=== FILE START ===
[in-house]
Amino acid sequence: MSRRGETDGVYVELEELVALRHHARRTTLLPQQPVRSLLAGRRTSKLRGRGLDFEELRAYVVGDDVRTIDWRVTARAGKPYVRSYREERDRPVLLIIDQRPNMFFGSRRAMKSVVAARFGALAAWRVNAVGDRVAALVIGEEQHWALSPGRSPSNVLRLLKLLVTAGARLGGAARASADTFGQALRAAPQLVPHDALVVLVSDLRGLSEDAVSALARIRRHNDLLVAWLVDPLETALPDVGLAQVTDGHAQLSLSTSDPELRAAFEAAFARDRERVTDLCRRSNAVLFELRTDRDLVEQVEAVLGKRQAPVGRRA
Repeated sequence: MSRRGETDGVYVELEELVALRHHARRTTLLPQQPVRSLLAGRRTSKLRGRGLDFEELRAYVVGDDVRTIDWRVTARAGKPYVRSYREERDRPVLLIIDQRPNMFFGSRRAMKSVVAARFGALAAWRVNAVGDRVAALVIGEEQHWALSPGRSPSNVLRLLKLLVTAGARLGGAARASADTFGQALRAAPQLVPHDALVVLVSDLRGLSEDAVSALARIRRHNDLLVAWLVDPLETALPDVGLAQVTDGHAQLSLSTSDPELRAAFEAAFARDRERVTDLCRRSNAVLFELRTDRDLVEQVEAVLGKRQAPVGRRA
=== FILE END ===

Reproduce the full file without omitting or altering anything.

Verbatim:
[in-house]
Amino acid sequence: MSRRGETDGVYVELEELVALRHHARRTTLLPQQPVRSLLAGRRTSKLRGRGLDFEELRAYVVGDDVRTIDWRVTARAGKPYVRSYREERDRPVLLIIDQRPNMFFGSRRAMKSVVAARFGALAAWRVNAVGDRVAALVIGEEQHWALSPGRSPSNVLRLLKLLVTAGARLGGAARASADTFGQALRAAPQLVPHDALVVLVSDLRGLSEDAVSALARIRRHNDLLVAWLVDPLETALPDVGLAQVTDGHAQLSLSTSDPELRAAFEAAFARDRERVTDLCRRSNAVLFELRTDRDLVEQVEAVLGKRQAPVGRRA
Repeated sequence: MSRRGETDGVYVELEELVALRHHARRTTLLPQQPVRSLLAGRRTSKLRGRGLDFEELRAYVVGDDVRTIDWRVTARAGKPYVRSYREERDRPVLLIIDQRPNMFFGSRRAMKSVVAARFGALAAWRVNAVGDRVAALVIGEEQHWALSPGRSPSNVLRLLKLLVTAGARLGGAARASADTFGQALRAAPQLVPHDALVVLVSDLRGLSEDAVSALARIRRHNDLLVAWLVDPLETALPDVGLAQVTDGHAQLSLSTSDPELRAAFEAAFARDRERVTDLCRRSNAVLFELRTDRDLVEQVEAVLGKRQAPVGRRA